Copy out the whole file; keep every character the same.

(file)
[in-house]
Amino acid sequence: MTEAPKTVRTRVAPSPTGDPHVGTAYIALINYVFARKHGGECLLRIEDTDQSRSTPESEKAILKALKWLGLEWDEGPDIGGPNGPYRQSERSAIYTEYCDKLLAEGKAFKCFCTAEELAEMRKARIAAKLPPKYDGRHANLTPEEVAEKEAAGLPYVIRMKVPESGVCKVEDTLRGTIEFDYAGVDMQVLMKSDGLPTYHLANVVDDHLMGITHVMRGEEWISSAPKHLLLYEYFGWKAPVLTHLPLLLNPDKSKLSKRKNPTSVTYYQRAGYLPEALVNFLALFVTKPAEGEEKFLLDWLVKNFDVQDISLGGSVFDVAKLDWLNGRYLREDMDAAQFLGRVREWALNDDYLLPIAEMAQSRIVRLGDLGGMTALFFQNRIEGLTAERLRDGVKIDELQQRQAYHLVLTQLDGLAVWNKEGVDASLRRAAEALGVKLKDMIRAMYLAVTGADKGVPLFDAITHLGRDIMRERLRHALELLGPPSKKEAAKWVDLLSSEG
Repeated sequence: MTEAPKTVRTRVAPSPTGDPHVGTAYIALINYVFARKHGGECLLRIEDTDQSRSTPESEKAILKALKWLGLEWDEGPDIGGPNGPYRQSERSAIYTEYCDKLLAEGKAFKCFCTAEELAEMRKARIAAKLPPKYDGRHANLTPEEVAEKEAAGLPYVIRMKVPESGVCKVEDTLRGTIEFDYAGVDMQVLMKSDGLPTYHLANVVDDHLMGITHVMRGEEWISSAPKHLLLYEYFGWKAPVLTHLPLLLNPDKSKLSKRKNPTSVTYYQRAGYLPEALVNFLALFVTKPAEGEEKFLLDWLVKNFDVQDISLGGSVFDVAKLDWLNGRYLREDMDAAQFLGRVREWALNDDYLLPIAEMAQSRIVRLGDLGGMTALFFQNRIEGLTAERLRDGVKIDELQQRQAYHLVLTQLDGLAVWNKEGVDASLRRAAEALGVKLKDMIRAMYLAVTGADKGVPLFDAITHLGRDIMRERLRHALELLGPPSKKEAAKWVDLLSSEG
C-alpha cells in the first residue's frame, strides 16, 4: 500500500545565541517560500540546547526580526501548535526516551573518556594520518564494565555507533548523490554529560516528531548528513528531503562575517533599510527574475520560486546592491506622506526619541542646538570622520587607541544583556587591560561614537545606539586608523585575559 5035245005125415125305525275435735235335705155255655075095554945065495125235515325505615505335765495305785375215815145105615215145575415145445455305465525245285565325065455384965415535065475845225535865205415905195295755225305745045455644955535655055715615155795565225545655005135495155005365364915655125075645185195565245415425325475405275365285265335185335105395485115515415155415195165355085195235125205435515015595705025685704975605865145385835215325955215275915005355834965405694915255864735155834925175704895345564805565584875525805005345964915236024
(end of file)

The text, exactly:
[in-house]
Amino acid sequence: MTEAPKTVRTRVAPSPTGDPHVGTAYIALINYVFARKHGGECLLRIEDTDQSRSTPESEKAILKALKWLGLEWDEGPDIGGPNGPYRQSERSAIYTEYCDKLLAEGKAFKCFCTAEELAEMRKARIAAKLPPKYDGRHANLTPEEVAEKEAAGLPYVIRMKVPESGVCKVEDTLRGTIEFDYAGVDMQVLMKSDGLPTYHLANVVDDHLMGITHVMRGEEWISSAPKHLLLYEYFGWKAPVLTHLPLLLNPDKSKLSKRKNPTSVTYYQRAGYLPEALVNFLALFVTKPAEGEEKFLLDWLVKNFDVQDISLGGSVFDVAKLDWLNGRYLREDMDAAQFLGRVREWALNDDYLLPIAEMAQSRIVRLGDLGGMTALFFQNRIEGLTAERLRDGVKIDELQQRQAYHLVLTQLDGLAVWNKEGVDASLRRAAEALGVKLKDMIRAMYLAVTGADKGVPLFDAITHLGRDIMRERLRHALELLGPPSKKEAAKWVDLLSSEG
Repeated sequence: MTEAPKTVRTRVAPSPTGDPHVGTAYIALINYVFARKHGGECLLRIEDTDQSRSTPESEKAILKALKWLGLEWDEGPDIGGPNGPYRQSERSAIYTEYCDKLLAEGKAFKCFCTAEELAEMRKARIAAKLPPKYDGRHANLTPEEVAEKEAAGLPYVIRMKVPESGVCKVEDTLRGTIEFDYAGVDMQVLMKSDGLPTYHLANVVDDHLMGITHVMRGEEWISSAPKHLLLYEYFGWKAPVLTHLPLLLNPDKSKLSKRKNPTSVTYYQRAGYLPEALVNFLALFVTKPAEGEEKFLLDWLVKNFDVQDISLGGSVFDVAKLDWLNGRYLREDMDAAQFLGRVREWALNDDYLLPIAEMAQSRIVRLGDLGGMTALFFQNRIEGLTAERLRDGVKIDELQQRQAYHLVLTQLDGLAVWNKEGVDASLRRAAEALGVKLKDMIRAMYLAVTGADKGVPLFDAITHLGRDIMRERLRHALELLGPPSKKEAAKWVDLLSSEG
C-alpha cells in the first residue's frame, strides 16, 4: 500500500545565541517560500540546547526580526501548535526516551573518556594520518564494565555507533548523490554529560516528531548528513528531503562575517533599510527574475520560486546592491506622506526619541542646538570622520587607541544583556587591560561614537545606539586608523585575559 5035245005125415125305525275435735235335705155255655075095554945065495125235515325505615505335765495305785375215815145105615215145575415145445455305465525245285565325065455384965415535065475845225535865205415905195295755225305745045455644955535655055715615155795565225545655005135495155005365364915655125075645185195565245415425325475405275365285265335185335105395485115515415155415195165355085195235125205435515015595705025685704975605865145385835215325955215275915005355834965405694915255864735155834925175704895345564805565584875525805005345964915236024